Sunday, October 7, 2012

IUCN Green Lists: proposed approach to recognize conservation successes

For those of you who have read this blog with any regularity, you have noticed that every once in a while I will post something that is just for fun, something on the lighter side that perhaps shows nature or the oceans at their very best.  With so many weighty issues to address, every once in a while we all need a break.

And when we see healthy ecosystems or species, rather than be lulled into a false sense that all is well, it is hoped that people will be encouraged that the steps being taken and the steps that need to be taken are bearing fruit. Success stories propel us to do more.

That is the basic philosophy being adopted by the IUCN (International Union for the Conservation of Nature).  This worldwide organization is well-known among conservationists for its Red Lists which list and rate threatened or endangered species and ecosystems.  The Red Lists are helpful in identifying specific plants, animals and ecosystems that deserve our immediate attention.  However, they are negative indicators - what's going wrong - and taken as a whole, one can conclude that the whole world is going to hell in a handbasket.  The IUCN recognizes that we also need success stories and so they are preparing to launch two new programs: a Green List for species and one for managed protected areas.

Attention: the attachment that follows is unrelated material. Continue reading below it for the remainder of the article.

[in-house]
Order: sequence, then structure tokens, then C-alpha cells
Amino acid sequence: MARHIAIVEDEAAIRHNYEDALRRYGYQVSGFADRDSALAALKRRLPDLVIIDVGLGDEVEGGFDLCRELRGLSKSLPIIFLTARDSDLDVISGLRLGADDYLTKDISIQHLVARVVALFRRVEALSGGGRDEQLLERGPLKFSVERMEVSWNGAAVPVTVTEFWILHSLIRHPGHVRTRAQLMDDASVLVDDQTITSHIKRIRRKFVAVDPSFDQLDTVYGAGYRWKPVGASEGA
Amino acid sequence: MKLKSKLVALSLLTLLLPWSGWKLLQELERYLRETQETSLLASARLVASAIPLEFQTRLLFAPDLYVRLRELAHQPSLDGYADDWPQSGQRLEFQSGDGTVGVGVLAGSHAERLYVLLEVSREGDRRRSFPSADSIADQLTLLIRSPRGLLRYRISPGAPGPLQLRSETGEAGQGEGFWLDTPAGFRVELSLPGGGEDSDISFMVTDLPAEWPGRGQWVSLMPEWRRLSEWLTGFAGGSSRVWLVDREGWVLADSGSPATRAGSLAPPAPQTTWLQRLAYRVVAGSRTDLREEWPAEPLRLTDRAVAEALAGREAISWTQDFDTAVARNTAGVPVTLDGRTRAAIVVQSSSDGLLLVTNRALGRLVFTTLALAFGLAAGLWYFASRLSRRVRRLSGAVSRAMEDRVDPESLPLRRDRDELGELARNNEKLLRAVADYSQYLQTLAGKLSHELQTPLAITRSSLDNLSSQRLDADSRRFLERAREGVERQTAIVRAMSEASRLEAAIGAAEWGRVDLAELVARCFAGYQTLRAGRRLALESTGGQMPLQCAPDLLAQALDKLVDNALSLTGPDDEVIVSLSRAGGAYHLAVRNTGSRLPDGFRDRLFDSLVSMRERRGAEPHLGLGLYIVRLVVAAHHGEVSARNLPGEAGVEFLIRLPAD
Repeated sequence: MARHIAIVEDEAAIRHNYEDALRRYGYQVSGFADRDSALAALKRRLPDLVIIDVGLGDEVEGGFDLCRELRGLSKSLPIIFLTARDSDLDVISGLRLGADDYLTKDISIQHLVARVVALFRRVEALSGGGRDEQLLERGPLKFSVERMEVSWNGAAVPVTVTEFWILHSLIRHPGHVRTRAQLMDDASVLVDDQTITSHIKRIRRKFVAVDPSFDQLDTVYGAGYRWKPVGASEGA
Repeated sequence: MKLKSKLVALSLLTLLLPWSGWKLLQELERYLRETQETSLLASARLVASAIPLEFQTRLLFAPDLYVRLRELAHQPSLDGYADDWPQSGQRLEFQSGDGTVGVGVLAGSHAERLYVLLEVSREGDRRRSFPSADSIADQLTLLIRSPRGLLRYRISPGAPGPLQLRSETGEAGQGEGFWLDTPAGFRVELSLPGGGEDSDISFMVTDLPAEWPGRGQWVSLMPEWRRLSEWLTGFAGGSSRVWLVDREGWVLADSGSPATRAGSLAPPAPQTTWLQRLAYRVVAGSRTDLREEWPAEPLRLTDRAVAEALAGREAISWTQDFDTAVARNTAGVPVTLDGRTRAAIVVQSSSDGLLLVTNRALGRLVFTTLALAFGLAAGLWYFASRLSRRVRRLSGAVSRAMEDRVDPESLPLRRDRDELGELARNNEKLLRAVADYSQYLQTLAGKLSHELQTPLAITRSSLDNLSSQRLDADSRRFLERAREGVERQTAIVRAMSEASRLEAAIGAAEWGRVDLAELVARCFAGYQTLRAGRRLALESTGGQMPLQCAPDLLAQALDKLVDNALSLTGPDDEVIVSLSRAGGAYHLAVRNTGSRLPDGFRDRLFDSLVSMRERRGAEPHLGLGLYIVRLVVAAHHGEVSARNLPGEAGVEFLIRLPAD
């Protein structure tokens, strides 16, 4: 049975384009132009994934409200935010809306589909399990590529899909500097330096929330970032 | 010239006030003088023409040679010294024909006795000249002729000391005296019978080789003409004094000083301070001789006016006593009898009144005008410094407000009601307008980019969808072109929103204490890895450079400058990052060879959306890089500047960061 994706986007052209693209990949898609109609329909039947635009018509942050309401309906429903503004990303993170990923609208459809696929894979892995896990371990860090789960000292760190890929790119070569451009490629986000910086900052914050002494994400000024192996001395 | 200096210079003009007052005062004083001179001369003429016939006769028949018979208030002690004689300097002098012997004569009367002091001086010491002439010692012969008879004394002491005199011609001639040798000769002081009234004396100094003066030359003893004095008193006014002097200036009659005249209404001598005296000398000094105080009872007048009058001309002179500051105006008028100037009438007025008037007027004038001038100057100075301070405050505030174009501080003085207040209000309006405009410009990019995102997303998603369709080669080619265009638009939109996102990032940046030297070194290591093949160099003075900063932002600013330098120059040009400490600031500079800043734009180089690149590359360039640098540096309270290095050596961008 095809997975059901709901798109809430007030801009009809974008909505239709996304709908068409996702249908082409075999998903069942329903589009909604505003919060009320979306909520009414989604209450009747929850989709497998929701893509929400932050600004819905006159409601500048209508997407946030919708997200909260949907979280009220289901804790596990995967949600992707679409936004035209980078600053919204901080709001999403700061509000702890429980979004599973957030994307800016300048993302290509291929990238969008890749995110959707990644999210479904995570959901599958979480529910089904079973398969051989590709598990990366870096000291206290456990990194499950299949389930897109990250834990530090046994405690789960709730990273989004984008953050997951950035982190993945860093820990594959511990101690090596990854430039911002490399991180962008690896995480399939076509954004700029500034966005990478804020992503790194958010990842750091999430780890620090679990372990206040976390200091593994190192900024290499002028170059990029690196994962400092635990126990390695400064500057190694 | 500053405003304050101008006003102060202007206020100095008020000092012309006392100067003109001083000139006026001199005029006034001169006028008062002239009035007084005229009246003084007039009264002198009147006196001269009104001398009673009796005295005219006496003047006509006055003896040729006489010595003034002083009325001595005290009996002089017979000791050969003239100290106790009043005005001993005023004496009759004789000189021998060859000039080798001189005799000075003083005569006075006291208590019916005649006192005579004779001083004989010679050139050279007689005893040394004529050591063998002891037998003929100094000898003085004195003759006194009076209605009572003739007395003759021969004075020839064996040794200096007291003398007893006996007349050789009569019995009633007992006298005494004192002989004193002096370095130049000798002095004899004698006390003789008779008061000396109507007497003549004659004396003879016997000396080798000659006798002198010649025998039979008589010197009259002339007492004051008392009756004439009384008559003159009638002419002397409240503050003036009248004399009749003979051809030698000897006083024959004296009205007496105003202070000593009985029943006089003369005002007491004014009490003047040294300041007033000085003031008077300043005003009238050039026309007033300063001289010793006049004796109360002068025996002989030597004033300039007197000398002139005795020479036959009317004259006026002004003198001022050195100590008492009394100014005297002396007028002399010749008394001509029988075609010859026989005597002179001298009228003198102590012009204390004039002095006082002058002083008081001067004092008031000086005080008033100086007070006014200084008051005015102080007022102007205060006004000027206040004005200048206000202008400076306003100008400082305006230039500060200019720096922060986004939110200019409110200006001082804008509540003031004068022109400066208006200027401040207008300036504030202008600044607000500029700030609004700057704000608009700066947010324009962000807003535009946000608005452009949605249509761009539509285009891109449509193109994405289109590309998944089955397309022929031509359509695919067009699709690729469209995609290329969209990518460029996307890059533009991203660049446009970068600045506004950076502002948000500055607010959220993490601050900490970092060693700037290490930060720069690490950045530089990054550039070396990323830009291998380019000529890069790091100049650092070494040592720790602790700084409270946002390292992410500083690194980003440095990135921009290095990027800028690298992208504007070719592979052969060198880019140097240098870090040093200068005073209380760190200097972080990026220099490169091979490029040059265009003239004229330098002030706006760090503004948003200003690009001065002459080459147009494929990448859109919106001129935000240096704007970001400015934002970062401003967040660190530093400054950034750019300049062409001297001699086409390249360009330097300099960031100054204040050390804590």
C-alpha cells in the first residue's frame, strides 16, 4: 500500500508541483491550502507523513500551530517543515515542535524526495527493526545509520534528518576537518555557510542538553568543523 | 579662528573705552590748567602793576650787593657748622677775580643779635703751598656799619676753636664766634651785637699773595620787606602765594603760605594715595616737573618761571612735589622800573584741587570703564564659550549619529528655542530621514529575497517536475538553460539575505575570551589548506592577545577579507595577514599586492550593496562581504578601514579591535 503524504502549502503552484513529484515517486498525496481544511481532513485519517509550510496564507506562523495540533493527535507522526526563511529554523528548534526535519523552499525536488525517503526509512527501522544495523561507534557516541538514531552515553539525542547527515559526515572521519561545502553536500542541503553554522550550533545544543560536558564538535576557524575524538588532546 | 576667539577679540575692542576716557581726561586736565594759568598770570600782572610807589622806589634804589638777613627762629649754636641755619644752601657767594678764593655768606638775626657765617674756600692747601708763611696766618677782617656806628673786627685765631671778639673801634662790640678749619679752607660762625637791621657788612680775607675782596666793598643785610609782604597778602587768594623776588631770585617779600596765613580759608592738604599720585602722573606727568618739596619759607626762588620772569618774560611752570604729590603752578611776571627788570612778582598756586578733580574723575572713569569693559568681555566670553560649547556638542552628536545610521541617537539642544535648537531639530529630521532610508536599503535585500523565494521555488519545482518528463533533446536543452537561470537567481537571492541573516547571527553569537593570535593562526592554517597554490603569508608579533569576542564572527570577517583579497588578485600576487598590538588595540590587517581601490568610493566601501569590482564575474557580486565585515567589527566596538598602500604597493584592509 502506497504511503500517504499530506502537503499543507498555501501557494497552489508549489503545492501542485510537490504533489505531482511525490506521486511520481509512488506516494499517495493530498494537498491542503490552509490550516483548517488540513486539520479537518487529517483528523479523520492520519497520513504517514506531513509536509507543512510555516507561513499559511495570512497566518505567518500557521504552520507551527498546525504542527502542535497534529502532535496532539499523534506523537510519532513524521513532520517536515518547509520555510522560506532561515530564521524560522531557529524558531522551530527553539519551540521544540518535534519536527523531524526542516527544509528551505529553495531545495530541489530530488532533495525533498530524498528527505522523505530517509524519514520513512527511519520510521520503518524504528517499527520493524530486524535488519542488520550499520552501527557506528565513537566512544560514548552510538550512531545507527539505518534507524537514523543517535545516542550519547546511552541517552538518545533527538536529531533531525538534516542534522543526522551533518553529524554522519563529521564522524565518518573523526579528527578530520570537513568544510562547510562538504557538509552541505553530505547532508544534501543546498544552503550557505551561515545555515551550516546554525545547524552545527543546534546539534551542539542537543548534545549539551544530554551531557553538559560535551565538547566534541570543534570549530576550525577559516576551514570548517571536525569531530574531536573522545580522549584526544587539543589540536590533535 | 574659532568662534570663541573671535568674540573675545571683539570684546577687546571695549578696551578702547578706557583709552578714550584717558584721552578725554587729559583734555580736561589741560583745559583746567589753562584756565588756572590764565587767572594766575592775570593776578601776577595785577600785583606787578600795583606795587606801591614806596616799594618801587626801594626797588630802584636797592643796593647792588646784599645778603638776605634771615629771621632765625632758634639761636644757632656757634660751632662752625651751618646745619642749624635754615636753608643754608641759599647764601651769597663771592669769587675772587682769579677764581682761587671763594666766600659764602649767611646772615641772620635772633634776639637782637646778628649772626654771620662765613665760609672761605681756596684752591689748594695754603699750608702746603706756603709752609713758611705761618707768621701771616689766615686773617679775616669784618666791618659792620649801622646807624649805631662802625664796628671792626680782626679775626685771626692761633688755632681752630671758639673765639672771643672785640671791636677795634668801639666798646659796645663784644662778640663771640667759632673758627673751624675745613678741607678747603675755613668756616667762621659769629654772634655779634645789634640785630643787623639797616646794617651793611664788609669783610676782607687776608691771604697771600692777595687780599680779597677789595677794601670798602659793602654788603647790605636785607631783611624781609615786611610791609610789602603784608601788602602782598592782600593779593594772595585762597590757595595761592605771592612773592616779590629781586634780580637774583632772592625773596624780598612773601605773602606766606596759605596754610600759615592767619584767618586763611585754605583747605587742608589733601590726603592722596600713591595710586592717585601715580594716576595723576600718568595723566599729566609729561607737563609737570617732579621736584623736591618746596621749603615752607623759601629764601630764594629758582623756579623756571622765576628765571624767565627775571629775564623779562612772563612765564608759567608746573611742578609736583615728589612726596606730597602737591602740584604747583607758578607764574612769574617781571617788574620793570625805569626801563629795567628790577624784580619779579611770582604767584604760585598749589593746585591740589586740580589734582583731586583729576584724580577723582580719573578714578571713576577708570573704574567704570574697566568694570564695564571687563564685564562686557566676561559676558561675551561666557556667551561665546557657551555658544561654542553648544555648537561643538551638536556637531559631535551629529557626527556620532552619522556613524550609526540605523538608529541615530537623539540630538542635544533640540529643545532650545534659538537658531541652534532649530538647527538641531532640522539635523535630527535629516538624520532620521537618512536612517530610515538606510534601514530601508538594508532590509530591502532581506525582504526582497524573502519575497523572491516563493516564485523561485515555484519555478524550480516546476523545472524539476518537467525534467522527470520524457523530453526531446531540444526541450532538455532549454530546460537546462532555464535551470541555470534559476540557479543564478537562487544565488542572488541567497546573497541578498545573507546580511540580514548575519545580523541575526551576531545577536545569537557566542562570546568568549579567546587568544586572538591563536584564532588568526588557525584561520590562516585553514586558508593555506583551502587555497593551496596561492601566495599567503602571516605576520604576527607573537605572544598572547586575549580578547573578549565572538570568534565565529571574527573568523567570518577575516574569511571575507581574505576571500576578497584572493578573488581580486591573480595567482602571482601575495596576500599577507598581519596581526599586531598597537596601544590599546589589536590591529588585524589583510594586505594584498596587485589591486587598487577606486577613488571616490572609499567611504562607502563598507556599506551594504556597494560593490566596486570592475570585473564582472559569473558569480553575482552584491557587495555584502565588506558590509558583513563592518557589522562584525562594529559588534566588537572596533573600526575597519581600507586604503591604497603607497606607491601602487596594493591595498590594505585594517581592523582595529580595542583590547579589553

"The concept of a green list is that it can throw a spotlight on things that are actually working," Trevor Sandwith, director of IUCN's Global Protected Areas program, was quoted by OurAmazingPlanet. "We already have well-managed, protected areas in the world, which no one is recognizing."         
Several national parks or protected areas are being put forth as test cases for the Green List concept.  Columbia's Parques Nacionales Naturales is one; Tayrona National Park, within the Parques area, along Columbia's Caribbean coast is another.  Successfully managed ecosystems and species can serve as models for other nations to observe and follow.

The Green Lists program was proposed at the IUCN's recent World Conservation Congress and the plan is to have a formal program adopted at the next congress to be held in 2016.  It is frustrating that movement on this idea has to be measured so slowly, but it will require the cooperation of all the member nations of the union and that will take time to iron out the details.  In the meantime, it does represent an optimistic, positive-thinking approach which many believe is needed in light of the challenges we face.

"We need to show that conservation is much more than just avoidance of extinction," said Elizabeth Bennett, president of the World Conservation Society (which strongly supports the concept of Green Lists as an important companion to the equally important Red Lists. 

Source: OurAmazingPlanet

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